I always thought women who went to fertility clinics were horrid. “They” were super-rich, vain, and wasting a ton of money on something totally selfish. I mean, they could just adopt a kid who really needed a home, right? Looking back now, I realize these clueless judgments were actually meant to keep me from the truth: I was really, really jealous of them. They were able to admit they wanted to have kids.
For years I hid my desire to have a baby, even from myself. I always felt that bringing a child anywhere near my family, which I typically describe as “dysfunctional at best” would be completely unfair. The men in my family all have secret lives of some sort and the women are all denial-ridden enablers. (How many empty crack vials do you need to find before you realize he’s got a problem?)
Since most of my relationships had basically been reruns of my Mom and Dad’s, my Aunt and Uncle’s, my Grandmother and Grandfather’s, I figured, quite logically, that I’d turn out much the same. Even in high school I was attracted to the perfect-on-the-outside boy (class president) who ended up being a sinister creep. This guy not only stalked me after I broke up with him, he cornered me in an empty classroom and literally threw a room full of chairs at me.
Understandably, I didn’t want to bring a kid into this depressing life picture and figured it was forever out of the question.
But something weird happened in my late twenties. I met a wonderful, sweet man who was as awesome inside as he seemed outside, and I fell totally in love with him. And after four years together I started to fantasize (often!) about building my dreamhouse.
For someone who’d had long-term relationships end in tear-filled admissions like “I had sex with my sister Linda the whole time you were in Maryland” or the lovely “I can’t hide it any longer: I’ve been prostituting myself to buy meth for the past six months,” the level of positivity and forethought necessary for dreamhouse planning was a remarkable leap for me. “Dream” implied a future that was fantastic rather than nightmarish. “House” implied actual stability! In my world, that was just crazy talk.
Regardless, I started carrying around a book called Building Your Own Dreamhouse. Chapters like “How to Pour a Foundation” and “How to Chose a Contractor” welcomed me into the world of people who believed that life could be good. I actually began to imagine the idea of a love not fraught with lies or denial or underground tension. If I just found the right piece of stable land, I could build that: a safe place where the bad stuff didn’t keep happening to me.
Planning my dreamhouse as a place for both my boyfriend and me was too much for me at first. I started hyperventilating the first time we went to buy curtains together. I guess the thought that I could believe in something as ultimately doomed as I assumed our relationship was overwhelmed me.
So I took it slow with my dreamhouse. At first it was just for me.
After ripping pages out of magazines and filling several notebooks with sketches, I came up with my design. The lower floor would be a kitchen, bath and living room and the top floor would be my bedroom suite. There would be a spiral staircase leading to it and a hatch at the top like on a submarine that I could close at night. I would also have fire safety ladders hidden in the window seats, so if I ever needed to escape in a hurry I could. It took me about a year to imagine my boyfriend at my dreamhouse, but eventually I did. I even added an imaginary office for him.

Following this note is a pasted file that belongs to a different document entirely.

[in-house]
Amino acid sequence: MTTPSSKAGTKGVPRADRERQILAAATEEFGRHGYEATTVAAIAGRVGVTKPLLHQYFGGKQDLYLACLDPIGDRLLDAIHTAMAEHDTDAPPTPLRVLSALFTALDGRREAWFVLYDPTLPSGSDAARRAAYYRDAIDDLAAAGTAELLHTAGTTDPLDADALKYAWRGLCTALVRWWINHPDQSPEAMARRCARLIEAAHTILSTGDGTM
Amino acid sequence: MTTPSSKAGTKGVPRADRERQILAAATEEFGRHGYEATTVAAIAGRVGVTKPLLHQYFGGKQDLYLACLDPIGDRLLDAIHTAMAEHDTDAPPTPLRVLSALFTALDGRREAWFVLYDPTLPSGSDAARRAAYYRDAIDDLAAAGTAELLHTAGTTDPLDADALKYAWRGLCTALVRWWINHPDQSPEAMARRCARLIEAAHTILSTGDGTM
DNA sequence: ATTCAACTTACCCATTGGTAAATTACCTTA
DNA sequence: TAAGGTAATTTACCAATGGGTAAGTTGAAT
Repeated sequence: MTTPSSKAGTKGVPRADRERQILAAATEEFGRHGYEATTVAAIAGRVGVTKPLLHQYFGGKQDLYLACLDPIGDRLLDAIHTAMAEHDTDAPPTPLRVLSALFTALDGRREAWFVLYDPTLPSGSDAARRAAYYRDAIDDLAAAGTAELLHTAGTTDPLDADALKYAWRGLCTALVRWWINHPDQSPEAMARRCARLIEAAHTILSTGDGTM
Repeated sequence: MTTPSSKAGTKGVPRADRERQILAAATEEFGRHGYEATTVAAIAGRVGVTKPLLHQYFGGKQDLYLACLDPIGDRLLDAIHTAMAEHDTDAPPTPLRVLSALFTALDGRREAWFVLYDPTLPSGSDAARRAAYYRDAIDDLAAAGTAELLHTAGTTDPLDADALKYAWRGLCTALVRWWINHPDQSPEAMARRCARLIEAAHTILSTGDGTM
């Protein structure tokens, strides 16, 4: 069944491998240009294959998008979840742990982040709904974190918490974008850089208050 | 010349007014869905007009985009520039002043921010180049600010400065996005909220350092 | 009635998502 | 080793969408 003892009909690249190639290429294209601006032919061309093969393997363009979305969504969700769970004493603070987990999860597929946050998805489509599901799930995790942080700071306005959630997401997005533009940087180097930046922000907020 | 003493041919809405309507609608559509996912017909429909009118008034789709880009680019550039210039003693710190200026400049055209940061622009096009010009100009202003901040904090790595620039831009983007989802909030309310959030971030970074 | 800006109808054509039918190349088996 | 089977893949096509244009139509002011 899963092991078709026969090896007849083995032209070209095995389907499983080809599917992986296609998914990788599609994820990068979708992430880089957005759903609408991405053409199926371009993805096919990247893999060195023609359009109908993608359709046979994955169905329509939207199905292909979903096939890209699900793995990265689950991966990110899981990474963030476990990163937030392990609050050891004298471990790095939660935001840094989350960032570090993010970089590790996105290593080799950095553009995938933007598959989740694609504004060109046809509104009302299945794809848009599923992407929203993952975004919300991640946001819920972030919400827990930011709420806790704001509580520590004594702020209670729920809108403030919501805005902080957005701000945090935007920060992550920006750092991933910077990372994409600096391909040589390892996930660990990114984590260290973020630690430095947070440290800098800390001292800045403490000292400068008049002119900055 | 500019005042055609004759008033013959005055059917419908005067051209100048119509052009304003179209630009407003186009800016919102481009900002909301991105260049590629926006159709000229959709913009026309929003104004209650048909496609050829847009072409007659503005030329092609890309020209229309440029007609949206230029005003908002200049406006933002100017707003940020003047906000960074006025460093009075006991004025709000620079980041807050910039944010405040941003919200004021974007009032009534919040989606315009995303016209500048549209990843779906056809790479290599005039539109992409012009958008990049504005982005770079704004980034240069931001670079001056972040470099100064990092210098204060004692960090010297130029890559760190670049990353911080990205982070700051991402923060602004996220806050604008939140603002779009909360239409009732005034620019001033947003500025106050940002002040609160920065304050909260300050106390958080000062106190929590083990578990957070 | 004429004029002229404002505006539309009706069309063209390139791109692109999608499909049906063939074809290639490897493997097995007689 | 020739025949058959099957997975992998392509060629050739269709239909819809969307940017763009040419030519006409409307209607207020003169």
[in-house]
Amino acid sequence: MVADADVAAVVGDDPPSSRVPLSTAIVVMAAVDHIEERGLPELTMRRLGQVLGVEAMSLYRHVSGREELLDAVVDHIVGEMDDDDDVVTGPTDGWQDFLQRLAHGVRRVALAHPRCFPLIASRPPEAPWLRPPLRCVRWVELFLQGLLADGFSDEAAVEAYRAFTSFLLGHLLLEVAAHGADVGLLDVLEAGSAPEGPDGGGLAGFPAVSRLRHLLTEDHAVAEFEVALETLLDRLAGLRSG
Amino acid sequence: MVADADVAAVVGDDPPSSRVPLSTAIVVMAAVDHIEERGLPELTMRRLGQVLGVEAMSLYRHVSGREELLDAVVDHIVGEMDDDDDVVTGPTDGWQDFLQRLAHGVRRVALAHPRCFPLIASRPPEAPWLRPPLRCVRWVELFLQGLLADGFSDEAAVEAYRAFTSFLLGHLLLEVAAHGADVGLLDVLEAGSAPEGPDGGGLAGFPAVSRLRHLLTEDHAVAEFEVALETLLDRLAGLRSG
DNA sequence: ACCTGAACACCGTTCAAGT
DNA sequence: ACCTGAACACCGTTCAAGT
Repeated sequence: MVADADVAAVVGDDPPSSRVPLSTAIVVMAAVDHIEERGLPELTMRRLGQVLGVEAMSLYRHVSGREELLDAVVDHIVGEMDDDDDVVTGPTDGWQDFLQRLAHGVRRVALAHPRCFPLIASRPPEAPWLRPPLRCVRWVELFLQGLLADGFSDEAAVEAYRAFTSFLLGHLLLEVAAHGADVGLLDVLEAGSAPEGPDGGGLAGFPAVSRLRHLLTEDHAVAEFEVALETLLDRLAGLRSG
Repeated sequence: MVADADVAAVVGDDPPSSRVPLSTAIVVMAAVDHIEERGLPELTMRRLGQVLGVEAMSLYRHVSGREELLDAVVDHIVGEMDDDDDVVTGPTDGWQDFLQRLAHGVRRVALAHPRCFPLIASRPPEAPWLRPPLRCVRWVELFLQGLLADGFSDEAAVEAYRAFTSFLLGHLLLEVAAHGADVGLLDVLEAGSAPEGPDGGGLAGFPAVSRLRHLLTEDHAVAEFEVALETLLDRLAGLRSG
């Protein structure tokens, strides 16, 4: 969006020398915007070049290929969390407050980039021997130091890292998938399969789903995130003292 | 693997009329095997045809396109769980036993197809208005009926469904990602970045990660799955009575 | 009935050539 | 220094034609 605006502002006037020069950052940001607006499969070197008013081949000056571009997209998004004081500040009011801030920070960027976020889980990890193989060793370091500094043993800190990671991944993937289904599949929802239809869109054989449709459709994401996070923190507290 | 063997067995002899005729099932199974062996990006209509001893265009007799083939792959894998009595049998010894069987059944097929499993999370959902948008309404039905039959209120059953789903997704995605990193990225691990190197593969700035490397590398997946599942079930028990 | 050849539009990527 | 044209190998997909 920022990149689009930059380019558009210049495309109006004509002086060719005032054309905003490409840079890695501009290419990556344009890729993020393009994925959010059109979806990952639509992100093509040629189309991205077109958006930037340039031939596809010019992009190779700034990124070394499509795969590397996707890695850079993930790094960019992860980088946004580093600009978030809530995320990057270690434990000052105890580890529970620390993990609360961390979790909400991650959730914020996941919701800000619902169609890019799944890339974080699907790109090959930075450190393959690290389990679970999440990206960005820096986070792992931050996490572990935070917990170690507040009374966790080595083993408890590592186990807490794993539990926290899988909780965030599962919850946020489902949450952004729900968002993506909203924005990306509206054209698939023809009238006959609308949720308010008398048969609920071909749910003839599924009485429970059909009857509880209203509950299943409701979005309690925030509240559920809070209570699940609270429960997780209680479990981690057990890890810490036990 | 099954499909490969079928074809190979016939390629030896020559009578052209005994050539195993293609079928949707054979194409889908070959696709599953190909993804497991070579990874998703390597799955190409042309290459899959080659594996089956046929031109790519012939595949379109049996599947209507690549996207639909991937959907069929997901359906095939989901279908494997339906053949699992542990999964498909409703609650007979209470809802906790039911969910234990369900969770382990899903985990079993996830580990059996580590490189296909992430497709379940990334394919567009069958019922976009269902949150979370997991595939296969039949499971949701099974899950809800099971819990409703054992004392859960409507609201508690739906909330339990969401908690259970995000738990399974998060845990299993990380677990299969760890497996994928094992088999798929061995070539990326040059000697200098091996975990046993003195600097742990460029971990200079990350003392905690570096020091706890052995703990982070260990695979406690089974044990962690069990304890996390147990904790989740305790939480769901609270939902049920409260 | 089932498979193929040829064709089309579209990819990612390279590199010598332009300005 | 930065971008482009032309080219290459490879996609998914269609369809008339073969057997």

Shortly after that I began picturing kids hanging around outside. At first they were just neighborhood kids riding bikes that I would wave to from my dreamhouse garden. But one day I saw myself on my hands and knees digging, and there was a little girl next to me. We were making holes and I was showing her how to put the plants into them.
It is now ten years later. My boyfriend has become my husband. He held my hand as we picked out curtains and doorknobs and even chairs for the beautiful home we moved into together. And while it took some time for me to warm up to the idea of setting up house together, once I did, I became as obsessed with it as I had once been with my dreamhouse.
Our house is full of happiness rather than the dread I felt as a kid. But instead of using ideas from magazines to design our place, I ended up using the few happy memories of domesticity I did have. I’d always loved my best friend’s house. Her mom decorated it in the ’60s and then just left it the same for twenty years. By the ’80s, the once-bright colors had all faded to sun-washed pastels that spoke more of a busy happiness than neglect. That’s what I decided to do too: decorate once and then marvel as things aged.
I also stole some ideas from the set of Mister Rogers’ Neighborhood. Its simplicity always made me feel calm and seemed to reinforce all the nice things he had to say to me. (I have a feeling I am not the only person who cried harder when Fred Rogers died than when certain members of my family did). And of course, I planted a garden, just like the one my mom and I used to work in together.
Our house is a beautiful, safe place full of happiness and possibilities rather than the fear and dread I felt as a kid. Sure, my husband and I fight sometimes and sometimes I get depressed despite the pastels everywhere, but it really has become the home I always wanted. More importantly, after fourteen years I am finally convinced that I am not going to come home to find my husband shooting up with an underage hooker in our kitchen.
And that’s how I, at age forty, found myself in the waiting room of a fertility clinic. The dreamhouse is built; the only thing missing now is the girl in the garden.